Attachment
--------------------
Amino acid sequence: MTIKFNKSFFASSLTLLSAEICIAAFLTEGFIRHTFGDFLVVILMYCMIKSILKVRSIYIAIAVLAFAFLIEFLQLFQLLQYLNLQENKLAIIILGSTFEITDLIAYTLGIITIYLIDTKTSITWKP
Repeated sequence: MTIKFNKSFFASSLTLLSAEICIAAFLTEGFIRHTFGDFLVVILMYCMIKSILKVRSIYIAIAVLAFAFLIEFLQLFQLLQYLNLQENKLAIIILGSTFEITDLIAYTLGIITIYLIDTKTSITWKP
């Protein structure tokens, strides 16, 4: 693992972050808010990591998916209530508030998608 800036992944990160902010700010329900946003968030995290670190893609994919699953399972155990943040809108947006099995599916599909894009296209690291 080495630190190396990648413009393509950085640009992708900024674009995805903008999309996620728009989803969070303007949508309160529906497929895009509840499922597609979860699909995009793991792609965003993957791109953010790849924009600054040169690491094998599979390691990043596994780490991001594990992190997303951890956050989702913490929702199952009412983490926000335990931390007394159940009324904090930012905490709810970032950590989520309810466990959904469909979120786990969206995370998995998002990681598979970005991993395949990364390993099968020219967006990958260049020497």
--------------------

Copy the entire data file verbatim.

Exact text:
Amino acid sequence: MTIKFNKSFFASSLTLLSAEICIAAFLTEGFIRHTFGDFLVVILMYCMIKSILKVRSIYIAIAVLAFAFLIEFLQLFQLLQYLNLQENKLAIIILGSTFEITDLIAYTLGIITIYLIDTKTSITWKP
Repeated sequence: MTIKFNKSFFASSLTLLSAEICIAAFLTEGFIRHTFGDFLVVILMYCMIKSILKVRSIYIAIAVLAFAFLIEFLQLFQLLQYLNLQENKLAIIILGSTFEITDLIAYTLGIITIYLIDTKTSITWKP
């Protein structure tokens, strides 16, 4: 693992972050808010990591998916209530508030998608 800036992944990160902010700010329900946003968030995290670190893609994919699953399972155990943040809108947006099995599916599909894009296209690291 080495630190190396990648413009393509950085640009992708900024674009995805903008999309996620728009989803969070303007949508309160529906497929895009509840499922597609979860699909995009793991792609965003993957791109953010790849924009600054040169690491094998599979390691990043596994780490991001594990992190997303951890956050989702913490929702199952009412983490926000335990931390007394159940009324904090930012905490709810970032950590989520309810466990959904469909979120786990969206995370998995998002990681598979970005991993395949990364390993099968020219967006990958260049020497």